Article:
Plastic rain is the new acid rain and a hidden threat to health, warns wildlife expert

·2-min read
Plastics line the shore of the Thames Estuary in Cliffe, Kent - Getty
Plastics line the shore of the Thames Estuary in Cliffe, Kent - Getty

Plastic rain is the new acid rain, the head of The Wildlife Trusts has said, as microplastics from the sea are polluting our soil.

Tiny particles of plastic, from bottles and other waste, are falling down on us from the sky after degrading to microplastics in the oceans.

A new study in the journal Science found that over 14 months, more than 1,000 metric tons of microplastic particles fell into 11 protected areas in the western US each year, the equivalent of over 120 million plastic water bottles.

Craig Bennett, CEO of The Wildlife Trusts, said that the world is not yet taking the plastics crisis seriously, but if we do not stop using the material we will see implications for human health.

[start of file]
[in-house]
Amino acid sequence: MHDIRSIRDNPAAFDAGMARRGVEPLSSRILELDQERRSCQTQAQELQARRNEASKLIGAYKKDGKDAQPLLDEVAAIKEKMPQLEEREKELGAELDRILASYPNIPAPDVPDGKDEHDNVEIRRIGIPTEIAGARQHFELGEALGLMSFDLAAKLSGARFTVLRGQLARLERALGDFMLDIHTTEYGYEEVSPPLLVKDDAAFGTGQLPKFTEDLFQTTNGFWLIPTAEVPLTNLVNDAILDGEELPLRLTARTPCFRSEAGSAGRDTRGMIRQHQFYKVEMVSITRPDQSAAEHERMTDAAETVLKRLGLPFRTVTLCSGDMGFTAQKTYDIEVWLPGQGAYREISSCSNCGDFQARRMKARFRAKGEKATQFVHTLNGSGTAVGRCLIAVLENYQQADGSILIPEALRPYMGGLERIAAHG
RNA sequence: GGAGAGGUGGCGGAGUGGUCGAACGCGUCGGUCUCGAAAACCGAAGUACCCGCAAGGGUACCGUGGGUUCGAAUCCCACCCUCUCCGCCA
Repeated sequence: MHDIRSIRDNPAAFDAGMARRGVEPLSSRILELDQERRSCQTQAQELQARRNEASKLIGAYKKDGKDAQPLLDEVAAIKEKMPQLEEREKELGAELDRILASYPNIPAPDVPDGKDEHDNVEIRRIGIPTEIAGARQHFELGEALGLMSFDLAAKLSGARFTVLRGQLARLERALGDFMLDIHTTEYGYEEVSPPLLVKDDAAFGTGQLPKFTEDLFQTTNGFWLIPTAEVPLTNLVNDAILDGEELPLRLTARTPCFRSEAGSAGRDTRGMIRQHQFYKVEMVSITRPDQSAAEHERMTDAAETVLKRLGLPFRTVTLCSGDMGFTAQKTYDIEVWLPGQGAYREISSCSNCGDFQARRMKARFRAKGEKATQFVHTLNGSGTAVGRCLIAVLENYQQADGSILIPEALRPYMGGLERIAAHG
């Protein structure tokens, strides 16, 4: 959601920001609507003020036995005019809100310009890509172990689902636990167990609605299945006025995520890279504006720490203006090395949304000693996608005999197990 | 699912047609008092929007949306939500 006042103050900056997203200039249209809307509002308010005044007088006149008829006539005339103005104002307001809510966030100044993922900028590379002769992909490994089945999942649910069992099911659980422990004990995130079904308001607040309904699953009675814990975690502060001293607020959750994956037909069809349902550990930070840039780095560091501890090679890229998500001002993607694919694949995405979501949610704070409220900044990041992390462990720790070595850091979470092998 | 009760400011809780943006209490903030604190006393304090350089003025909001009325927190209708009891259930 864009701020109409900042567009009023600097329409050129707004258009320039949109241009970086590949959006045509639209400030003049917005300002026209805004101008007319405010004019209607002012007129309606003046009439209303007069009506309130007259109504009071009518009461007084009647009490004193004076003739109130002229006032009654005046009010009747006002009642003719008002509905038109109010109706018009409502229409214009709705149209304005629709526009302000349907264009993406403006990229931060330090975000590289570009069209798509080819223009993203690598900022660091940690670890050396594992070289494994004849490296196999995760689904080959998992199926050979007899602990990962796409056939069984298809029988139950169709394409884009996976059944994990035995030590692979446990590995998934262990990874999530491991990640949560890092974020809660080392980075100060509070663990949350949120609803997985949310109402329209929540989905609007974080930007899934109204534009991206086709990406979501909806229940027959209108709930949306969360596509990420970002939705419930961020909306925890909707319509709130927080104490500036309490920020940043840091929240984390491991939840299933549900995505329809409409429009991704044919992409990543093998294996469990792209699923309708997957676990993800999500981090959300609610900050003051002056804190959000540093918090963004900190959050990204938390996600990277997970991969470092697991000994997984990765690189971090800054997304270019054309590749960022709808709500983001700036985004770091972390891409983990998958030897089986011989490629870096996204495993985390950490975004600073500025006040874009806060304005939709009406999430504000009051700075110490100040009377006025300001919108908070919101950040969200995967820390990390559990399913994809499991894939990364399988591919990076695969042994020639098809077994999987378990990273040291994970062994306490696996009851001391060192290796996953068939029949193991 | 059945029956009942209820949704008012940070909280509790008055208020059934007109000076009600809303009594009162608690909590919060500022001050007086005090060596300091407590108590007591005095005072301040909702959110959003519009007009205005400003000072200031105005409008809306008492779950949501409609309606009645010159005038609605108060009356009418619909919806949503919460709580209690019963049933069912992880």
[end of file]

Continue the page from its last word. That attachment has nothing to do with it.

He told The Telegraph: “This will be taken as seriously as we have taken fossil fuels and acid rain. The real story that we're going to be talking about five to 10 years from now, is the impact of plastics and particularly microplastics on human health.”

The wildlife campaigner pointed out that although we have seen “pictures of turtles drowning in the sea because they’ve eaten plastic bags”, the impact of plastics raining down on us, and entering our food chain has not been widely explored.

He said: “The extraordinary impact of microplastics on the planet never goes away. You can't actually properly recycle them. The problems we're seeing now perhaps relate to the plastics that have been put out to the environment over the last 50, 60 or 70 years.

"But over the last decade or so, you see the explosion of single use plastics – and some of those haven't even worked through the system yet. So I think there's a huge, huge concern for the future.”

While measures by countries has reduced the acid rain problem, and the chemicals can be removed from soil and buildings, plastic rain is in some ways more worrying as the impact cannot be easily reduced. There is, at the moment, no real way to filter microplastics from the soil.

This has implications for human health; a study published last year found that microplastics were found in every human organ studied by scientists.

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